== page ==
*Originally posted on math.stackexchange.com*

I am trying to verify whether moving a chess-piece is valid, where the moves are calculated in one dimension.

Instead of identifying the squares on a chess-board as **{A1, B1, C1, ...}** they are identified as **{1, 2, 3, ...}**, respectively.

Calculating valid moves is done by addition/subtraction, but it is not very reliable, as it may suggest some very erroneous moves.

I first looked at how the pawn behaves:

- It moves one square at a time (or two if in starting position) forward.
- It strikes diagonally, one square.

So a pawn's movement possibilities is simply *it's current position, plus 8 (or 16)*, i.e.:

C2 = 11,

11 + 8 = 19 = C3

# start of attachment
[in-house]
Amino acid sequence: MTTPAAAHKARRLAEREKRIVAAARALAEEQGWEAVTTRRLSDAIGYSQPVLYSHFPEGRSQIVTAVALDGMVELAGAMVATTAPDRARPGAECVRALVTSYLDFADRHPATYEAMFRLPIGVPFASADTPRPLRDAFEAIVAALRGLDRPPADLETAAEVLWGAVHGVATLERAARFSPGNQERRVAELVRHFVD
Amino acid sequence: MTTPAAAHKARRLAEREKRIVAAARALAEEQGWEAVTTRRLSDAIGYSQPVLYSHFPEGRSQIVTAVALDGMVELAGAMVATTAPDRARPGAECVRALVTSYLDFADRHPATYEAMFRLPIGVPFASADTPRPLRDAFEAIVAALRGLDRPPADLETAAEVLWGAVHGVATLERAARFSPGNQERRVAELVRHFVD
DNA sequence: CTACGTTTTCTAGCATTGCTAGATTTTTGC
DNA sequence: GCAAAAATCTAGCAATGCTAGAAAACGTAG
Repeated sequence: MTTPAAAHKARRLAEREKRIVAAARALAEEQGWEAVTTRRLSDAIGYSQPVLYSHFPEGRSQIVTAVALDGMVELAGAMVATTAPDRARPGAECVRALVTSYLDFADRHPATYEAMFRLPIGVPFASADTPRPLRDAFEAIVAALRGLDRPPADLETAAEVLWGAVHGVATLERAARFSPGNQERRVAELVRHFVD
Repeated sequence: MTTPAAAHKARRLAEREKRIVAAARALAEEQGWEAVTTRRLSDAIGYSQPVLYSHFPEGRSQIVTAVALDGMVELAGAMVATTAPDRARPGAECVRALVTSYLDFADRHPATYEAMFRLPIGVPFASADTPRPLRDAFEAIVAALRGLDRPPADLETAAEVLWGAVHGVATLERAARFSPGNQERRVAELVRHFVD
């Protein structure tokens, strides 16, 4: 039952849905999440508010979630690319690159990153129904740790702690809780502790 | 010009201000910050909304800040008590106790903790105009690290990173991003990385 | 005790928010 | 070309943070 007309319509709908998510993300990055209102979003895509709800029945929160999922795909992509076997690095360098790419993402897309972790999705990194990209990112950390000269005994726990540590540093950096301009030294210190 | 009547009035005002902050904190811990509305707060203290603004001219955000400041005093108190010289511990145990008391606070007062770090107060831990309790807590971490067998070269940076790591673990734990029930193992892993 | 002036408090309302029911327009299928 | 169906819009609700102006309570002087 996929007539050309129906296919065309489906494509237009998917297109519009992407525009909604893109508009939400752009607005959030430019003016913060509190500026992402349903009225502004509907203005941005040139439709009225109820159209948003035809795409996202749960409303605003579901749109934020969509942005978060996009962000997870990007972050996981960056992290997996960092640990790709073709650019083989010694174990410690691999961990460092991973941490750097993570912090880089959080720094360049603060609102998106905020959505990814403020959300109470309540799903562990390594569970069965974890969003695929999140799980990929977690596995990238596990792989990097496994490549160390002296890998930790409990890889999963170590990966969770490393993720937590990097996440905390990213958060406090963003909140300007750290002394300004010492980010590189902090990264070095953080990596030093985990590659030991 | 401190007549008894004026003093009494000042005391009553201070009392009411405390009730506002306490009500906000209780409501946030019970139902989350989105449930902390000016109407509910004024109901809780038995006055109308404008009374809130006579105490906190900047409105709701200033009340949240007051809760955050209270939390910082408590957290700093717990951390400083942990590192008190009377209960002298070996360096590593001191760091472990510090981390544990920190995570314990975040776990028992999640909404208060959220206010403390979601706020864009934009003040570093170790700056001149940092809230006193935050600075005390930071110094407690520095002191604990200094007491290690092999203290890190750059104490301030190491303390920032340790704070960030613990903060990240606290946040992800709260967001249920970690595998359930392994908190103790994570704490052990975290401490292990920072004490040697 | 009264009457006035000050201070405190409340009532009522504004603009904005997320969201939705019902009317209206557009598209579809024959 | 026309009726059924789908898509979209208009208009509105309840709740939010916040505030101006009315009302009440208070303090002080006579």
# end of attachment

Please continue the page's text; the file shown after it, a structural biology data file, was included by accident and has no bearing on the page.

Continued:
Now, striking should be equally easy; Just by adding/subtracting 7 or 9, but this is not entirely correct...

If a pawn is on H2, which is identified as 16, then striking at:

16 + 9 = 35 = A4,

is clearly an invalid move.

To avoid this, I checked (for white pawns) if the current position of the pawn, denoted **P**, is:

((P + 7) % 8 != 0) && (P % 8 != 0)

Now I am really having big troubles with figuring out how to verify the moves of the remaining pieces in general...

Is there an effective way to validate the moves of the remaining pieces?